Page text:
April 2007 FABB NEWS

A Bi-Monthly Publication of Fairfax Advocates for Better Bicycling

Bike To Work Day is May 18

Join hundreds of Fairfax bicyclists who will hit the streets and trails to celebrate Bike to Work Day! Taking place on Friday May 18, Bike to Work Day will feature 6 pit stops throughout the county, including a new pit stop in Tysons Corner. You can also join a "Commuter Convoy" to ride with others. To sign up for Bike To Work Day, visit http://www.waba.org/events/btwd/.

New guidelines include key gains for bicyclists

On March 12 Fairfax County adopted a new set of guidelines for planning development around transit stations. FABB worked closely with the county to ensure that the planning measures emphasize bicycle access.

To craft the guidelines for Transit-Oriented Development, a committee of county planning commissioners coordinated a 10-month process of collecting information and gathering public input. Beginning in May, the TOD Committee convened meetings to learn from the experiences of other communities, such as nearby Arlington and Montgomery. Working with a wide range of individuals and groups, the committee began drafting the guidelines in September.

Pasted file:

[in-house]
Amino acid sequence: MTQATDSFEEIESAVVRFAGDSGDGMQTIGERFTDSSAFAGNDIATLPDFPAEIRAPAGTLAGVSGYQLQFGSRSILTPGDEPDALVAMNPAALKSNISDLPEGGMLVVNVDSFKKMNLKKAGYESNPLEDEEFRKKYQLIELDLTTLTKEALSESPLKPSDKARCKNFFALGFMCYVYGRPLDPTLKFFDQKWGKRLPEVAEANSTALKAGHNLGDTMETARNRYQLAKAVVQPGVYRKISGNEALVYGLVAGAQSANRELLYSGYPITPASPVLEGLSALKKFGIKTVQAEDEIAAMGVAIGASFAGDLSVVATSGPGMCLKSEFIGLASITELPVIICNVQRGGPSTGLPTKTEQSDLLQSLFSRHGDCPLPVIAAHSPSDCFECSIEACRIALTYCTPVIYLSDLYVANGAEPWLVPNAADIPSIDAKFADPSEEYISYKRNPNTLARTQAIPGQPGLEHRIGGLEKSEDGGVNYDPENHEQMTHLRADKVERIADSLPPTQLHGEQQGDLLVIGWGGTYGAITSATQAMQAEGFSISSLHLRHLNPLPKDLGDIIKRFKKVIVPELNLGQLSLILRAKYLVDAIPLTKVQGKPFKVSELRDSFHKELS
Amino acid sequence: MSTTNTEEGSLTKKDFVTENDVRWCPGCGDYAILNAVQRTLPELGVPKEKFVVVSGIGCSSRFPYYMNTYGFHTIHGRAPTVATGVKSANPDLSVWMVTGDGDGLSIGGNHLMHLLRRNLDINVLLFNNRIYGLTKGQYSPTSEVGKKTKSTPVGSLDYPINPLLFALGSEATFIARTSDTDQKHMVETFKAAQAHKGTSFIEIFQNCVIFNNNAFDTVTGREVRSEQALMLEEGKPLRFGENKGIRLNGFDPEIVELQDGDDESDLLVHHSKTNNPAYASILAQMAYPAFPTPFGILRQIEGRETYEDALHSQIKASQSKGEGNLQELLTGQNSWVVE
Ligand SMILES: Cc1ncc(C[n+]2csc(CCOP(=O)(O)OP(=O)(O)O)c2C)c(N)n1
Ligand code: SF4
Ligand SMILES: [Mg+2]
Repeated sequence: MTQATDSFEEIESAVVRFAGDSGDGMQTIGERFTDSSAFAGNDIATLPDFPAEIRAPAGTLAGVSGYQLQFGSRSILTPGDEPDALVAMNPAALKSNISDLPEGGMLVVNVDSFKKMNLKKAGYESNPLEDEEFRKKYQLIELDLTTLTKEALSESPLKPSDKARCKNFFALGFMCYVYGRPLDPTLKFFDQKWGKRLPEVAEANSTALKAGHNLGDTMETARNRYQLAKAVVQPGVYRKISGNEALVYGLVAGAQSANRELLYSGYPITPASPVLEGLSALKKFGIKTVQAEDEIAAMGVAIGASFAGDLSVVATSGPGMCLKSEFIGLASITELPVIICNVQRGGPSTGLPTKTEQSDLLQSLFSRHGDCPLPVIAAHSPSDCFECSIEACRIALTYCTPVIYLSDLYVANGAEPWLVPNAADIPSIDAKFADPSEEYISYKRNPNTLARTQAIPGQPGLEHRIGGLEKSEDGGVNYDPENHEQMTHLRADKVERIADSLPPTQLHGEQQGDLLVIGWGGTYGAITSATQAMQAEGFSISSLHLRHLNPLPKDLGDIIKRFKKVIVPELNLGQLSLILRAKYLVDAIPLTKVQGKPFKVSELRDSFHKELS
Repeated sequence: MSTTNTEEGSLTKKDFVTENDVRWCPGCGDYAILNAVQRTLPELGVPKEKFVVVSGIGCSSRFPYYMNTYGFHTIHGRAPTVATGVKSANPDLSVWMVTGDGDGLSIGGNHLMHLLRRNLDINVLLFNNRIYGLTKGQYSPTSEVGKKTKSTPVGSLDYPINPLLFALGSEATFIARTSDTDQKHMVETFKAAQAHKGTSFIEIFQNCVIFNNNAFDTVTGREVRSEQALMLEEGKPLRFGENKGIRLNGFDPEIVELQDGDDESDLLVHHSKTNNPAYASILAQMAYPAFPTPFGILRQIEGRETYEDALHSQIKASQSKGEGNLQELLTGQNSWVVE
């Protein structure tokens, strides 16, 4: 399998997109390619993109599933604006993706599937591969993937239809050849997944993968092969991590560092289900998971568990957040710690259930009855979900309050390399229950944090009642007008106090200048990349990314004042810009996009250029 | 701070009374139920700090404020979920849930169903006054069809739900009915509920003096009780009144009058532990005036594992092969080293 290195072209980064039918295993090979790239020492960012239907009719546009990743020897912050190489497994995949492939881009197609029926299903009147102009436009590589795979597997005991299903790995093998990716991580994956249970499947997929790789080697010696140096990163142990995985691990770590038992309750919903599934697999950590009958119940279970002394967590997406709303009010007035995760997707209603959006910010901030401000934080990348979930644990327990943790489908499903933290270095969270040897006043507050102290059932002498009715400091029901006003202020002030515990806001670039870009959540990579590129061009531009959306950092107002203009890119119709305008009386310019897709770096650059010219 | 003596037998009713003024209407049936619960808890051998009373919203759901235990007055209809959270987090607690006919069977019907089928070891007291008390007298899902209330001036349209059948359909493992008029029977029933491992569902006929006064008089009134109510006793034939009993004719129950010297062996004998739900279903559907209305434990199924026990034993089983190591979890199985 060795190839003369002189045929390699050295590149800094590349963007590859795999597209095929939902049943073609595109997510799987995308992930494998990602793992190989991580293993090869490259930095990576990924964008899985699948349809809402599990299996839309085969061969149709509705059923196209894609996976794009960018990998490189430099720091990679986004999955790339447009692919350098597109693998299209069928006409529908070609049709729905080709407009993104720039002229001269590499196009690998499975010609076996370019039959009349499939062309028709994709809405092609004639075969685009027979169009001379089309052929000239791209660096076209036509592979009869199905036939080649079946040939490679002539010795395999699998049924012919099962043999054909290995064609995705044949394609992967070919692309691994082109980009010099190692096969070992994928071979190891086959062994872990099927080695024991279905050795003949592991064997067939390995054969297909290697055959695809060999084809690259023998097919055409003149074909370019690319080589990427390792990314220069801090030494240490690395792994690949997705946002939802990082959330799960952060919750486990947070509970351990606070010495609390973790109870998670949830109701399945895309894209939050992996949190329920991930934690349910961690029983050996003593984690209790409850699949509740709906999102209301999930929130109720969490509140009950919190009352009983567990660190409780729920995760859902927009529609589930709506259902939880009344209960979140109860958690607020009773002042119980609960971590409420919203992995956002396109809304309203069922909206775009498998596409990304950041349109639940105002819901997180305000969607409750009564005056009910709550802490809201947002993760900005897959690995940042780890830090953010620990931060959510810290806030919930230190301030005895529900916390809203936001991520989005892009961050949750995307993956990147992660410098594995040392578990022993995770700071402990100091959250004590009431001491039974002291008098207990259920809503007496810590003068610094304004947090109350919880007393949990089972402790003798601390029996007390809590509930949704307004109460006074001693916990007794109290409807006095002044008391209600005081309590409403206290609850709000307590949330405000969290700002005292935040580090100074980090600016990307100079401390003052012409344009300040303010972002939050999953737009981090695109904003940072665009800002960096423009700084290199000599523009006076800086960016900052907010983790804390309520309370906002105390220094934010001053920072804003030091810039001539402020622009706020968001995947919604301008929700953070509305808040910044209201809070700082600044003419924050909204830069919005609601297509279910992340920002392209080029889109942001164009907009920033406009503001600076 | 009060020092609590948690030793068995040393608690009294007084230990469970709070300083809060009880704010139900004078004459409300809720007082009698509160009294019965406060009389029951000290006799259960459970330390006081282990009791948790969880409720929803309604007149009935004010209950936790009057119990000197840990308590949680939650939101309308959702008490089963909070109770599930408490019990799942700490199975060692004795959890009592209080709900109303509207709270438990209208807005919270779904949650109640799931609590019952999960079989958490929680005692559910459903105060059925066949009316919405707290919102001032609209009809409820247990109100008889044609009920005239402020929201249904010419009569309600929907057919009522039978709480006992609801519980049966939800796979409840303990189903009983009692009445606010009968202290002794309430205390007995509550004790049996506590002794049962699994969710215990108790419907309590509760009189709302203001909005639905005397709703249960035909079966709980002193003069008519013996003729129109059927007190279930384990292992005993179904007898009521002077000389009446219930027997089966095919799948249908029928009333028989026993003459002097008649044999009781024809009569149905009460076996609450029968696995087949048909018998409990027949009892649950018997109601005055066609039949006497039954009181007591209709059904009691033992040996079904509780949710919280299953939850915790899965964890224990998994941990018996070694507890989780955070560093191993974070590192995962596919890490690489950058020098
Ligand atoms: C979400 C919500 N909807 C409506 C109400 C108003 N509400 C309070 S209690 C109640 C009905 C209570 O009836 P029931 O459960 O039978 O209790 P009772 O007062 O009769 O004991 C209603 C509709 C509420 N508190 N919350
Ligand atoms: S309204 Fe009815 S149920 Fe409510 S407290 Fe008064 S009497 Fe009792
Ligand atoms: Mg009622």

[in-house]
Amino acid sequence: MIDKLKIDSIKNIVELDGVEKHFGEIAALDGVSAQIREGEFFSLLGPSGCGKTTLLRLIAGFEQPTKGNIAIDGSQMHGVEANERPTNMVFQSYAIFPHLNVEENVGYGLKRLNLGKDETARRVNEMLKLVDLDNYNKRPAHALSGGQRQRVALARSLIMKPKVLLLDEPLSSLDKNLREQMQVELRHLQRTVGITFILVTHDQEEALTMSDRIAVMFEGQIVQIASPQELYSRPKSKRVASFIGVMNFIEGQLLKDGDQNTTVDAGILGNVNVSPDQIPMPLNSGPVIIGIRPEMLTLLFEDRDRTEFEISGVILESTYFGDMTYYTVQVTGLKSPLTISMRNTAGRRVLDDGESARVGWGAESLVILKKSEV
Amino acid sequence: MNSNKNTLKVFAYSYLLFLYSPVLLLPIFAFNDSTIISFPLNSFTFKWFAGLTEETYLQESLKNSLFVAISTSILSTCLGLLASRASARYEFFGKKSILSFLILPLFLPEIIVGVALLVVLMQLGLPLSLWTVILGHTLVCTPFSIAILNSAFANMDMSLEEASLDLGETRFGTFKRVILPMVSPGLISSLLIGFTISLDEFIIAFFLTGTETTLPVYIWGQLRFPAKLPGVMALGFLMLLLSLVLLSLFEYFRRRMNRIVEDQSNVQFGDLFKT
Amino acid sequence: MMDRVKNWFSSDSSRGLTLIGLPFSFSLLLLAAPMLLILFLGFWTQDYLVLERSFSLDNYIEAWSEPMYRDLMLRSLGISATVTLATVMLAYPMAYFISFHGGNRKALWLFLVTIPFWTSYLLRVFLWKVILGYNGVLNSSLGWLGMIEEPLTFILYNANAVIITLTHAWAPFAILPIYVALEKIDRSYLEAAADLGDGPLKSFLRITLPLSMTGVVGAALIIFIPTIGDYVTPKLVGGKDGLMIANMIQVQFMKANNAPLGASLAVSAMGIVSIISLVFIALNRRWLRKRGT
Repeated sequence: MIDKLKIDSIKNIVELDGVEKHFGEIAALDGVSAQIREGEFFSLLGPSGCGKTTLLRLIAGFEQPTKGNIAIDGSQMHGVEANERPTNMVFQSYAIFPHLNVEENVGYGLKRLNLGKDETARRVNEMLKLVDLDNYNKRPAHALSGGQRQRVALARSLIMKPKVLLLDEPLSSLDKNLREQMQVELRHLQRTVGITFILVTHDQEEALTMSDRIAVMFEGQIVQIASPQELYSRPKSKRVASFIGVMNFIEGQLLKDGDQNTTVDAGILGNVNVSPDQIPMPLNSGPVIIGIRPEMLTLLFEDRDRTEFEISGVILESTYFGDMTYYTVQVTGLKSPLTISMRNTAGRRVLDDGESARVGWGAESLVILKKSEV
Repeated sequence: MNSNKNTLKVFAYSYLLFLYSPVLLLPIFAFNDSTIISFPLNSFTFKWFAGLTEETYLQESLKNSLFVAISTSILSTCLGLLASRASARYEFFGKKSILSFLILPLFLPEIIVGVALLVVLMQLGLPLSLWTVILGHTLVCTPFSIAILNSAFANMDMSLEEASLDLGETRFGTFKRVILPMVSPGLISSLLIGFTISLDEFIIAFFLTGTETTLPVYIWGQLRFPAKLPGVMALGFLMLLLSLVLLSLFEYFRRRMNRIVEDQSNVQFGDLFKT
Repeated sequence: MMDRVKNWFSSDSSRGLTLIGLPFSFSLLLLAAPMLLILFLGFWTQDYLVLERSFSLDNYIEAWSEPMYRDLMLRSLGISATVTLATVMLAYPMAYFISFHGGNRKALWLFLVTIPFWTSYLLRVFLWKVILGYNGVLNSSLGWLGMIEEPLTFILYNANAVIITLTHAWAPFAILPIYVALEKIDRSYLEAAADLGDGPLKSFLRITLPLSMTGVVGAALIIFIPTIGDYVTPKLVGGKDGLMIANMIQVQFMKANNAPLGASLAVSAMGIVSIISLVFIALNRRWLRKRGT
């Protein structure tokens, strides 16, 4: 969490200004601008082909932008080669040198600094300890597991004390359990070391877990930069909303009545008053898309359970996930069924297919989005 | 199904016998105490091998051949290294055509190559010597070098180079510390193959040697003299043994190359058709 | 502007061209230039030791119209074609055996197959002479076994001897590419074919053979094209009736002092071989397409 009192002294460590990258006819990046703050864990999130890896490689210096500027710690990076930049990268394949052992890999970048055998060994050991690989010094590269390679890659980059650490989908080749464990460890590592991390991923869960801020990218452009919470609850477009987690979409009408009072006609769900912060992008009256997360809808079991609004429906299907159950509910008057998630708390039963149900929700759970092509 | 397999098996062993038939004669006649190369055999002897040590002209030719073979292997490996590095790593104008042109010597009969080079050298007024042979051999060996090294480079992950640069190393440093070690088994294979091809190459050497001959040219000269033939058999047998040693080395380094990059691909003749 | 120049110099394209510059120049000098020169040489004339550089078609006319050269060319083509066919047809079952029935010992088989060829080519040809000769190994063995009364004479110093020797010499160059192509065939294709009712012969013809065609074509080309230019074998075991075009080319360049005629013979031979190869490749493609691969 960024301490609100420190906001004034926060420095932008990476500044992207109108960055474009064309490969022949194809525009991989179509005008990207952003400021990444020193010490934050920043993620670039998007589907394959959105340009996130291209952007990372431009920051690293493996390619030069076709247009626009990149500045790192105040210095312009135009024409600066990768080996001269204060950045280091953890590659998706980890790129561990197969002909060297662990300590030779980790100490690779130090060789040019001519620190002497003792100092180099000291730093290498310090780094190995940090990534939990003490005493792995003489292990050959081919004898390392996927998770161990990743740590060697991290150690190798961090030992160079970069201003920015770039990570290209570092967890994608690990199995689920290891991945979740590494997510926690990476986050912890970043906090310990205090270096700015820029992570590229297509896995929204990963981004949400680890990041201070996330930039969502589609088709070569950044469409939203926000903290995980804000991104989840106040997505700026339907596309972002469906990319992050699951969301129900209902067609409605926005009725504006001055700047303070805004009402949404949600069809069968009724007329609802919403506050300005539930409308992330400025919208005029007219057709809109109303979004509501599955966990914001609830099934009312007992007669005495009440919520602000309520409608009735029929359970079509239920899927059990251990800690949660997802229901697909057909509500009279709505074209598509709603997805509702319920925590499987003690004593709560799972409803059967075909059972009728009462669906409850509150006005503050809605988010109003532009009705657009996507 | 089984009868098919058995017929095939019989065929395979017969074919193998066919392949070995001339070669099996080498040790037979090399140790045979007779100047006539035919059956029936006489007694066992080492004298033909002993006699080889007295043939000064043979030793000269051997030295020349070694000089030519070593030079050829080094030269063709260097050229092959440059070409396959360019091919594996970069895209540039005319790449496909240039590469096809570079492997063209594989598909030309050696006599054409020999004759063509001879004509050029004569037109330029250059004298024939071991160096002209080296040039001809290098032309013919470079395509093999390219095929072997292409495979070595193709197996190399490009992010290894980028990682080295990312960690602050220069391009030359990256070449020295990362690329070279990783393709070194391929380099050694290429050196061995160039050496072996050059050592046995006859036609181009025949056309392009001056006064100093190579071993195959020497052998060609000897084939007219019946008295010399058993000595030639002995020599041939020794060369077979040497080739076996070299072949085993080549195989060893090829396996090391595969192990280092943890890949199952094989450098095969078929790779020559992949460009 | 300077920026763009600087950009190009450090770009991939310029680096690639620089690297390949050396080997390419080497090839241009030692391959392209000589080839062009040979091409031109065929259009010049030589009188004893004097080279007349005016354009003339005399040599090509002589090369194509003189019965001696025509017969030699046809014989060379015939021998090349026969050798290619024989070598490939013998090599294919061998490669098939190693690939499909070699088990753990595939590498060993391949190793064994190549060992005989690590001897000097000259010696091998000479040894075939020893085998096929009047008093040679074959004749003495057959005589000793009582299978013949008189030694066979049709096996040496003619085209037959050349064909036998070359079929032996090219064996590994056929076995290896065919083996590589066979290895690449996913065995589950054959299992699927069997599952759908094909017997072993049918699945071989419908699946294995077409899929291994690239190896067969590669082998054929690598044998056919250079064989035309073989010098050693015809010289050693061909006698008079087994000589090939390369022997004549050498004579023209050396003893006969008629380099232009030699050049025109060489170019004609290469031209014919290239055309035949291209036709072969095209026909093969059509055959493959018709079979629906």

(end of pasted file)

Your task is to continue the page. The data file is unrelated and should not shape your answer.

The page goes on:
FABB member Hunter McCleary spoke at public hearings and was featured in radio news stories. As Hunter pointed out, "Allowing future residents the ability to bike and walk to nearby destinations including public transit will solve many of our transportation and environmental problems." Thanks in part to bicyclists' consistent participation, the final guidelines stress bicycle- and pedestrian-friendly development including a street grid, a network of bike routes, and slower automobile traffic speeds.

FABB member Hunter McCleary spoke at public hearings and was featured in radio news stories. As Hunter pointed out, "Allowing future residents the ability to bike and walk to nearby destinations including public transit will solve many of our transportation and environmental problems." Thanks in part to bicyclists' consistent participation, the final guidelines stress bicycle- and pedestrian-friendly development including a street grid, a network of bike routes, and slower automobile traffic speeds.

Led by Commissioner Walter Alcorn, the TOD Committee deserves thanks for leading an inclusive public process to create the guidelines. Supervisors Linda Smyth and Catherine Hudgins were key champions for strengthening bicycling provisions. Please take a moment to thank them. Supervisor Smyth's email address is provdist@fairfaxcounty.gov. Supervisor Hudgins can be contacted at huntermill@fairfaxcounty.gov.